Wednesday, June 07, 2006

Protesters Have Frustrated an Attempt to Transport Eight Elephants from Thailand to Australian Zoos

An interesting fight. Again, raising awarnedness that the issues of zoos affects all countries.


Thai protests stop elephant move

Protesters have frustrated an attempt to transport eight elephants from Thailand to Australian zoos.

Activists staged a blockade for almost 24 hours at a quarantine centre in Kanchanaburi in western Thailand, where the animals are being kept.

The protesters say the Asian elephants, which are an endangered species, will suffer if kept in captivity.

But an Australian zoo official said the transfer was part of a joint deal with Thailand to help conserve wildlife.

"I am perplexed and surprised that this would happen, given that we had complete agreement between our governments and have been so fully committed to our long-term relationship to contribute to vital wildlife conservation projects in Thailand," said Guy Cooper, head of the Consortium of Australasian Zoos.

I haven't slept a wink, but I'm not giving up
Soraida Salwala, activist

But activists in both countries say the elephants will suffer and should not be moved.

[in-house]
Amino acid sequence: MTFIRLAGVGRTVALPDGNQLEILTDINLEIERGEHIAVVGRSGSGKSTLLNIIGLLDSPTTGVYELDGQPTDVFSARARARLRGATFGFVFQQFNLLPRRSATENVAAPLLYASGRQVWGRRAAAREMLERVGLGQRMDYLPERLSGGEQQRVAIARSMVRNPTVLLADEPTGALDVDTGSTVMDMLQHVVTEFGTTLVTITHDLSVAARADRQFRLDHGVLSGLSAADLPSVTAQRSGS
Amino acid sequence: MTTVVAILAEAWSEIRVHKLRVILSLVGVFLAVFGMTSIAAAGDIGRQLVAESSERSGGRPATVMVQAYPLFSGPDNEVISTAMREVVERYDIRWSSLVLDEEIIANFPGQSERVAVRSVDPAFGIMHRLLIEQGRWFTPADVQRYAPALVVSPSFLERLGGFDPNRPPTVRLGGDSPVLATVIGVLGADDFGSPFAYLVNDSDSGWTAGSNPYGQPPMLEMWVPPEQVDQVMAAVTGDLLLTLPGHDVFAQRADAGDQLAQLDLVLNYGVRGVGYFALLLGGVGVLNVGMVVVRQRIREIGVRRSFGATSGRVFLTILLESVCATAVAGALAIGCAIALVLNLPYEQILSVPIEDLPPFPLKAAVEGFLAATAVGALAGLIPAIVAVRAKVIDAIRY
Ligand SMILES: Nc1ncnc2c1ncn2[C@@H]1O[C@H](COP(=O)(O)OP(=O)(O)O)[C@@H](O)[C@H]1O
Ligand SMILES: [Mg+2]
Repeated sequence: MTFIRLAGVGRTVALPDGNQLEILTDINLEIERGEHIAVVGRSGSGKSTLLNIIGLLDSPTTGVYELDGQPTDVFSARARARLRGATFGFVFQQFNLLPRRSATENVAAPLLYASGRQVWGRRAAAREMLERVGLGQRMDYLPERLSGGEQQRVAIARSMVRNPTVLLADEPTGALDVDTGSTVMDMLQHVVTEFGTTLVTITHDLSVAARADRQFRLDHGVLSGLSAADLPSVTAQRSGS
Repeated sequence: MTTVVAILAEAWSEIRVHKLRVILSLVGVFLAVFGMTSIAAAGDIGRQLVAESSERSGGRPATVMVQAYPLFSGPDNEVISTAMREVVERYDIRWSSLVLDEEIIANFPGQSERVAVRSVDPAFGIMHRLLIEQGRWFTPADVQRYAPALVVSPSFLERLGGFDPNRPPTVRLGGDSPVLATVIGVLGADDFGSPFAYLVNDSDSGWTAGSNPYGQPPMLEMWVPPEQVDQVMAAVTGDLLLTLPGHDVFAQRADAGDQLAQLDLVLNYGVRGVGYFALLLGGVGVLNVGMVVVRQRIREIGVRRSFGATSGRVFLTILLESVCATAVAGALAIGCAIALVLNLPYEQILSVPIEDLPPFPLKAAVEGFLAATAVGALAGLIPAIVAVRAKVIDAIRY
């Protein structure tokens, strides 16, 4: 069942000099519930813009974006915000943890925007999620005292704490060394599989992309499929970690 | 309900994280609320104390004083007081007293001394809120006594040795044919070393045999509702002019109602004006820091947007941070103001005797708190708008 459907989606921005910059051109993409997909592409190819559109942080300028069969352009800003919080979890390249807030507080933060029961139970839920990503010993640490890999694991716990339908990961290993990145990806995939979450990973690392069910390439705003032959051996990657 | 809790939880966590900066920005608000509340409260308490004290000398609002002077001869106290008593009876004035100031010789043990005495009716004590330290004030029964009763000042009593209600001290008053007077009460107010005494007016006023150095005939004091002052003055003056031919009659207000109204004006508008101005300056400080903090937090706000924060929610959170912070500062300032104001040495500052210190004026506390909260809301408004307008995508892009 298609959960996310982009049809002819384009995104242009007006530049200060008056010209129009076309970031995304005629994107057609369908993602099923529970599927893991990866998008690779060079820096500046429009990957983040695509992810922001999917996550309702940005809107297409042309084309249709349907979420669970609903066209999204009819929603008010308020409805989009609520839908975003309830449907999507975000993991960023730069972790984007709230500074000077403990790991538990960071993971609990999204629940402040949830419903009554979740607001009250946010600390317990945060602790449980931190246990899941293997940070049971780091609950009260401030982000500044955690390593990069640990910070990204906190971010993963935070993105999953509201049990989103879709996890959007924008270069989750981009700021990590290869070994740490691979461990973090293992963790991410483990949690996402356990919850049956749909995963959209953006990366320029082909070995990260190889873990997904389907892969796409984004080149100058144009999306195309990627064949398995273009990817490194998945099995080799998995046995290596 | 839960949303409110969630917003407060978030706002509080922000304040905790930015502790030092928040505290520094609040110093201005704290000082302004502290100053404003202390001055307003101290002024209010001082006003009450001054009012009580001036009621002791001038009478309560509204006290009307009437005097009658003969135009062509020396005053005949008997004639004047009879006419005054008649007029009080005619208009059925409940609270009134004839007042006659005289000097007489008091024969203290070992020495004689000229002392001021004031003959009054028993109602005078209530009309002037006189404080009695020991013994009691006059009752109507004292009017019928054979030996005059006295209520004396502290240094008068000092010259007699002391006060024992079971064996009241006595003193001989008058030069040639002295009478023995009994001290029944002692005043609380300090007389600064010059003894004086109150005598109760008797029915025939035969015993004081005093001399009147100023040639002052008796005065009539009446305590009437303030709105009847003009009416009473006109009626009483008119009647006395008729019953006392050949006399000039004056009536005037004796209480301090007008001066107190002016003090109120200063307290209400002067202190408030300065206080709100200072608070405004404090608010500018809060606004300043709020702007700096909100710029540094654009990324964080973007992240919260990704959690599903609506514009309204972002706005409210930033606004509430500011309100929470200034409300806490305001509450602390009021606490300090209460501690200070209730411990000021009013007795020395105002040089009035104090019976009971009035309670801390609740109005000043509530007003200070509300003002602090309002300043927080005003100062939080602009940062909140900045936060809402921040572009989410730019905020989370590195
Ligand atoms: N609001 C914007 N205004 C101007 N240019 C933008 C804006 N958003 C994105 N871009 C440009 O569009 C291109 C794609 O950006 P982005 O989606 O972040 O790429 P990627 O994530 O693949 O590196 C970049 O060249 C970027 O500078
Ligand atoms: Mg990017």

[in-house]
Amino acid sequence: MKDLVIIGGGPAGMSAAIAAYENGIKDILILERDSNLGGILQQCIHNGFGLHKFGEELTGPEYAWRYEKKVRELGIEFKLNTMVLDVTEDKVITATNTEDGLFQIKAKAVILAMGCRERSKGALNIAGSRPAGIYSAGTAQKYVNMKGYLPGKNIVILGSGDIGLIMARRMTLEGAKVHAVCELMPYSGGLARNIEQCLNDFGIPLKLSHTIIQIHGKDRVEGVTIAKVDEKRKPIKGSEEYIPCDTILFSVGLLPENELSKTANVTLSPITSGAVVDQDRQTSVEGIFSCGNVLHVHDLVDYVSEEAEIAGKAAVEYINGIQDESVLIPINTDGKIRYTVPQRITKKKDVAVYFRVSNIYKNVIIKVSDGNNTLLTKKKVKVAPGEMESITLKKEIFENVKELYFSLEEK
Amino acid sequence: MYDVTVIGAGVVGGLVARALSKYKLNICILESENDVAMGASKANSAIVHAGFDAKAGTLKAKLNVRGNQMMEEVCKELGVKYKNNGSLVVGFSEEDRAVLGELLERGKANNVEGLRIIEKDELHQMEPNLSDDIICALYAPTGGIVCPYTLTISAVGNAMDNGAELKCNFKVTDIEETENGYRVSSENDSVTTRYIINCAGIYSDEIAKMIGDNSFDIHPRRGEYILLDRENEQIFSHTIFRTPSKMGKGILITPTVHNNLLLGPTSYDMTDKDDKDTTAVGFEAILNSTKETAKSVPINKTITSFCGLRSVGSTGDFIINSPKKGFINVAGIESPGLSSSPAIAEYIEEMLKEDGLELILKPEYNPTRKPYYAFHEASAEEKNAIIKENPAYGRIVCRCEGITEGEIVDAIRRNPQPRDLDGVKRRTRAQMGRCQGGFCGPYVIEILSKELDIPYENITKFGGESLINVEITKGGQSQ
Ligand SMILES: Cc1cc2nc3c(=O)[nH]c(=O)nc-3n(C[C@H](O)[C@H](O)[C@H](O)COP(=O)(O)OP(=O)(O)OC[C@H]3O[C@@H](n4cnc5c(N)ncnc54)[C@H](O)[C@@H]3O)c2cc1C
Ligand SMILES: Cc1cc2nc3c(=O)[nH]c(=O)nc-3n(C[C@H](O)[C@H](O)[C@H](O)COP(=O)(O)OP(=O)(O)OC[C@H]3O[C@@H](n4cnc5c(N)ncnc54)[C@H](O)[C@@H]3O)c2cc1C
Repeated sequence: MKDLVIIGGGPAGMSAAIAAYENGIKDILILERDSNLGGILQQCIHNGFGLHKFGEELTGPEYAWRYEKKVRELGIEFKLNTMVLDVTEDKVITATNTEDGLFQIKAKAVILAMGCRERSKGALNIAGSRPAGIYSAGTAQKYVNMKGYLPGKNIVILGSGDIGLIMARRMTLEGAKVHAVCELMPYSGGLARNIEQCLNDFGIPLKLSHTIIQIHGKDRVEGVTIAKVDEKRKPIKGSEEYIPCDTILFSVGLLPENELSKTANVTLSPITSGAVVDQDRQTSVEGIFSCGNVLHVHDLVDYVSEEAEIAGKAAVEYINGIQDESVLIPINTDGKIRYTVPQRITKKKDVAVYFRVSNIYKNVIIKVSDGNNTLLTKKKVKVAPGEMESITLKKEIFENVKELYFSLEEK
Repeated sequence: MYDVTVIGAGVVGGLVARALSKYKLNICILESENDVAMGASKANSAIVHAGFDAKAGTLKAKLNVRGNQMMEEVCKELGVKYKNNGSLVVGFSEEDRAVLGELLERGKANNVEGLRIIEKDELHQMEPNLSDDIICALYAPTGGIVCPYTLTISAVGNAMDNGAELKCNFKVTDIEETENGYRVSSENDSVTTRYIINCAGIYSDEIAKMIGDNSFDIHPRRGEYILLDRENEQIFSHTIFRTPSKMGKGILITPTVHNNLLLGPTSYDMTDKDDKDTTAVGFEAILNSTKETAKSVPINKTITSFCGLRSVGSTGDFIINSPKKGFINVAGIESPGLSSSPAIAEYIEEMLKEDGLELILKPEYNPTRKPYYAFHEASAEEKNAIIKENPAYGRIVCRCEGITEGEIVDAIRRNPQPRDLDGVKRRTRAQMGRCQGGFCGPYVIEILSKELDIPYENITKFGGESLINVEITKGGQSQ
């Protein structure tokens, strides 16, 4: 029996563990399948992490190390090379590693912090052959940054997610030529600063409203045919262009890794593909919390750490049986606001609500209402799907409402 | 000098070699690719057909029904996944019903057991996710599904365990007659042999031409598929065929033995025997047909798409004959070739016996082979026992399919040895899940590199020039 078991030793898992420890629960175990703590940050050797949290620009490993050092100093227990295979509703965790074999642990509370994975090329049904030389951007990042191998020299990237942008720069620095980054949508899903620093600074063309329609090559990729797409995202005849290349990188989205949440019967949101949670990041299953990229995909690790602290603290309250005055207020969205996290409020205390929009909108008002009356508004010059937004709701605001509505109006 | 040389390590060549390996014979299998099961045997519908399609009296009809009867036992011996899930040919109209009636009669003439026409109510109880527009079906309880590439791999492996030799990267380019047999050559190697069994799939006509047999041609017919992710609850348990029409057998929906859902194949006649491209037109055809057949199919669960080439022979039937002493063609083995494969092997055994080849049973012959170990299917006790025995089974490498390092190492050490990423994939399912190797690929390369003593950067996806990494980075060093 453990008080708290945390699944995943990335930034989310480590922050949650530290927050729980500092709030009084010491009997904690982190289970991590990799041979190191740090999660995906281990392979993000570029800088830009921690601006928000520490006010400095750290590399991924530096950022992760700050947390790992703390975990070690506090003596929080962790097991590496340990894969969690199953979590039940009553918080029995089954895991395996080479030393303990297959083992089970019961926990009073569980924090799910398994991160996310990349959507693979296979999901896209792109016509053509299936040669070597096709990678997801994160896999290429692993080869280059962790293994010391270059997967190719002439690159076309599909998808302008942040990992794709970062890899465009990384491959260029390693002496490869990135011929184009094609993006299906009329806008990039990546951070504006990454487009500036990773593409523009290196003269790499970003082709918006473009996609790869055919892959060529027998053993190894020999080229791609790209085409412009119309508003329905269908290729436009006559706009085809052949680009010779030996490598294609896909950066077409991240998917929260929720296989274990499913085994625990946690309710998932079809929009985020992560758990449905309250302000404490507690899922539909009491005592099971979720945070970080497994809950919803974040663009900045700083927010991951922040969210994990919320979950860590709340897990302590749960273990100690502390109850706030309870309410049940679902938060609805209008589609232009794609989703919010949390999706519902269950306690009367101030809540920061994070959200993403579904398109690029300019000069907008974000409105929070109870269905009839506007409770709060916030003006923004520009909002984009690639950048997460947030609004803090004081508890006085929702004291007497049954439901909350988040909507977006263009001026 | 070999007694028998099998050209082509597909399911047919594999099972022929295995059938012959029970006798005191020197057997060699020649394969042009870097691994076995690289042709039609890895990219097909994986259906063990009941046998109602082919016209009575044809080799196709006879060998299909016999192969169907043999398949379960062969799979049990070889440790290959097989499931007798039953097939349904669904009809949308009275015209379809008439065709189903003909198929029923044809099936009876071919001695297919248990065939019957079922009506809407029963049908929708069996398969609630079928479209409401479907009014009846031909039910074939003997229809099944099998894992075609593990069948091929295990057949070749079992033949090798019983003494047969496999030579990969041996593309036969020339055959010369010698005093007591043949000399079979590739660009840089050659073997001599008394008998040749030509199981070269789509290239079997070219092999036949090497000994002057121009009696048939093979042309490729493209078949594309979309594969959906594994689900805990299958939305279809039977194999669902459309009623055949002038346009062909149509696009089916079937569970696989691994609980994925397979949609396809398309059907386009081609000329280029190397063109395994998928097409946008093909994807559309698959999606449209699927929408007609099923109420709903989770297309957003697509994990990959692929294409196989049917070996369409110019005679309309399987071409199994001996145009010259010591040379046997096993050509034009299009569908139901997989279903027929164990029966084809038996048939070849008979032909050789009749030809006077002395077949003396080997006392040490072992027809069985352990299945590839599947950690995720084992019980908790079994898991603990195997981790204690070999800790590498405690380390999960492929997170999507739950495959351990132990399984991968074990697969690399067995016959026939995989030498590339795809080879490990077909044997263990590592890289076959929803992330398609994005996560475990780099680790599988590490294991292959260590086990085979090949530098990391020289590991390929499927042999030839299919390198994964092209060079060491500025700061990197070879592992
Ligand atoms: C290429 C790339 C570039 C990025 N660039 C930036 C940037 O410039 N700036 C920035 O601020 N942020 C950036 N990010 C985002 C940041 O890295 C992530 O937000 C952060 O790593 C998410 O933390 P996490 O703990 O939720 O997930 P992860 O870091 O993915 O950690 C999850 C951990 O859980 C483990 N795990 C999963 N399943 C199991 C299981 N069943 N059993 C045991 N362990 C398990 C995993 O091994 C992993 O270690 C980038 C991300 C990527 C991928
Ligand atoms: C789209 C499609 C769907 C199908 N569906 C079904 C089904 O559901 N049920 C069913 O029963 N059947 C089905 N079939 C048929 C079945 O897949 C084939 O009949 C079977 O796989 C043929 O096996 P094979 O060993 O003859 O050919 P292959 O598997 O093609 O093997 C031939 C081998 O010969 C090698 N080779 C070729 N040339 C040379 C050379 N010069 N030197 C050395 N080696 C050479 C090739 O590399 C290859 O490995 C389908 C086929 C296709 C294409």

"Keeping elephants in zoos is simply cruel," said Hugh Wirth, president of Australia's Royal Society for the Prevention of Cruelty to Animals.

Soraida Salwala, founder of the Thai group Friends of the Asian Elephant, said the animals would suffer in the confines of the zoos and that the programme would not help to conserve the species.

Long delays

There have been protests in both Thailand and Australia

The transfer had already been held up for more than a year as animal rights groups fought against the move.

However, an Australian tribunal approved the transfer in February as long as certain conditions were met, such as appropriate flooring.

Mr Cooper said the zoos in Sydney and Melbourne had been renovated accordingly.

Taronga Zoo in Sydney had spent A$40m ($30m) on a new enclosure with hot and cold bathing areas, an elephant exercise area, waterfalls and ponds and specially designed "sleeping mounds".

Australian Environment Minister Ian Campbell has said the breeding program would help to ensure the survival of the species.

Mr Campbell said that with fewer than 50,000 Asian elephants remaining in the wild, "every attempt must be made to ensure the survival of the species, including through captive breeding programs," AP news agency reported.

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